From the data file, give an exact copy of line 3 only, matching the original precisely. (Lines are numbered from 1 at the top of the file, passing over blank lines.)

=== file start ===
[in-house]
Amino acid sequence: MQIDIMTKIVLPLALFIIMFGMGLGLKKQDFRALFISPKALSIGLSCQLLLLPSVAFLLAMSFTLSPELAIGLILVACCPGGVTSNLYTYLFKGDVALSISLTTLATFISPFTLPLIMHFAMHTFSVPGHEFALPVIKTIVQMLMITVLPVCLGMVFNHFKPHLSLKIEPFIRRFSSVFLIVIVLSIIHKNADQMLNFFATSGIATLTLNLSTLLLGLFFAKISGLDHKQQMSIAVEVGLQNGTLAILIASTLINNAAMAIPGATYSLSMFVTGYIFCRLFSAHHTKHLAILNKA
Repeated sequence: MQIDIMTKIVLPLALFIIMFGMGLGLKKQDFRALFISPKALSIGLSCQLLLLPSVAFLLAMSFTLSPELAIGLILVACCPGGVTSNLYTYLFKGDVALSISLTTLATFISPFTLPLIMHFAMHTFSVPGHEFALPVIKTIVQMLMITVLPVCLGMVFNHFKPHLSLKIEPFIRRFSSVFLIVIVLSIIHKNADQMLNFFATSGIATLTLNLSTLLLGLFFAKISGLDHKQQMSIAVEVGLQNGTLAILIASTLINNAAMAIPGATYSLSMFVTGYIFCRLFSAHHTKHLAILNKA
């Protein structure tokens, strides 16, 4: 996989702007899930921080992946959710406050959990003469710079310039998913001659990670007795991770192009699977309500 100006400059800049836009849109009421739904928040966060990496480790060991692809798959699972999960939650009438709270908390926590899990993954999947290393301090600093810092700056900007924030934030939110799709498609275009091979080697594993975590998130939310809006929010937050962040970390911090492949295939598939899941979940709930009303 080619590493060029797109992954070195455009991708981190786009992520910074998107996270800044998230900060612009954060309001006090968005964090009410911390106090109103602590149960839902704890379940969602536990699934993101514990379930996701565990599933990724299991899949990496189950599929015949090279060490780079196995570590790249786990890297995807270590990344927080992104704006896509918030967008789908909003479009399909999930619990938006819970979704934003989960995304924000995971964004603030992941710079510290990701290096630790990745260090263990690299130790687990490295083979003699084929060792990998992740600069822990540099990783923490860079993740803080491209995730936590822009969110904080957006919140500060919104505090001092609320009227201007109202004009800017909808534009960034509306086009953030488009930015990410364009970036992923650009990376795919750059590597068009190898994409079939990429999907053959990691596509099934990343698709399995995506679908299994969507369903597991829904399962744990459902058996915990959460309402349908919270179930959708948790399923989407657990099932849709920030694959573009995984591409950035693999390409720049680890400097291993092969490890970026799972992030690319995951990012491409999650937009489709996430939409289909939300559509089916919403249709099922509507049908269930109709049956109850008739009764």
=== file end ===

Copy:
Repeated sequence: MQIDIMTKIVLPLALFIIMFGMGLGLKKQDFRALFISPKALSIGLSCQLLLLPSVAFLLAMSFTLSPELAIGLILVACCPGGVTSNLYTYLFKGDVALSISLTTLATFISPFTLPLIMHFAMHTFSVPGHEFALPVIKTIVQMLMITVLPVCLGMVFNHFKPHLSLKIEPFIRRFSSVFLIVIVLSIIHKNADQMLNFFATSGIATLTLNLSTLLLGLFFAKISGLDHKQQMSIAVEVGLQNGTLAILIASTLINNAAMAIPGATYSLSMFVTGYIFCRLFSAHHTKHLAILNKA